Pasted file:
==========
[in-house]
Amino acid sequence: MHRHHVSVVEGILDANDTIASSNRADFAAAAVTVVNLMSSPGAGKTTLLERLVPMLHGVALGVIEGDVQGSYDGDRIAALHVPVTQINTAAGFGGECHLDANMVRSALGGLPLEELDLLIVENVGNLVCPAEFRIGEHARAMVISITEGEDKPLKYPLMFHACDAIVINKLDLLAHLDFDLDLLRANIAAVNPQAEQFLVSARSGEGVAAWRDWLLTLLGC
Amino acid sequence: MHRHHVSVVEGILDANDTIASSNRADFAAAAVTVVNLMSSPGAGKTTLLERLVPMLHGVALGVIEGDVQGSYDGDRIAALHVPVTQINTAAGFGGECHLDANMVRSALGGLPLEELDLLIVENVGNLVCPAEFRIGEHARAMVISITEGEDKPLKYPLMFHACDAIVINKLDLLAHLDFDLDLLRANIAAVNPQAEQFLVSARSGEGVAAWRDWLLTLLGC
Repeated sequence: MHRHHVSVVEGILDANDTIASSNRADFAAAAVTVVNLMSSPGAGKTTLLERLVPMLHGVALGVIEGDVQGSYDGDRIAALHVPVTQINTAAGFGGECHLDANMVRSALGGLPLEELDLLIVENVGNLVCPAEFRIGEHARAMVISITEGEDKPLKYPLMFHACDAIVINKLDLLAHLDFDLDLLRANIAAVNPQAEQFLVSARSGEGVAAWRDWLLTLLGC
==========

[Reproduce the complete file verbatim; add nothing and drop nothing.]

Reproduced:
[in-house]
Amino acid sequence: MHRHHVSVVEGILDANDTIASSNRADFAAAAVTVVNLMSSPGAGKTTLLERLVPMLHGVALGVIEGDVQGSYDGDRIAALHVPVTQINTAAGFGGECHLDANMVRSALGGLPLEELDLLIVENVGNLVCPAEFRIGEHARAMVISITEGEDKPLKYPLMFHACDAIVINKLDLLAHLDFDLDLLRANIAAVNPQAEQFLVSARSGEGVAAWRDWLLTLLGC
Amino acid sequence: MHRHHVSVVEGILDANDTIASSNRADFAAAAVTVVNLMSSPGAGKTTLLERLVPMLHGVALGVIEGDVQGSYDGDRIAALHVPVTQINTAAGFGGECHLDANMVRSALGGLPLEELDLLIVENVGNLVCPAEFRIGEHARAMVISITEGEDKPLKYPLMFHACDAIVINKLDLLAHLDFDLDLLRANIAAVNPQAEQFLVSARSGEGVAAWRDWLLTLLGC
Repeated sequence: MHRHHVSVVEGILDANDTIASSNRADFAAAAVTVVNLMSSPGAGKTTLLERLVPMLHGVALGVIEGDVQGSYDGDRIAALHVPVTQINTAAGFGGECHLDANMVRSALGGLPLEELDLLIVENVGNLVCPAEFRIGEHARAMVISITEGEDKPLKYPLMFHACDAIVINKLDLLAHLDFDLDLLRANIAAVNPQAEQFLVSARSGEGVAAWRDWLLTLLGC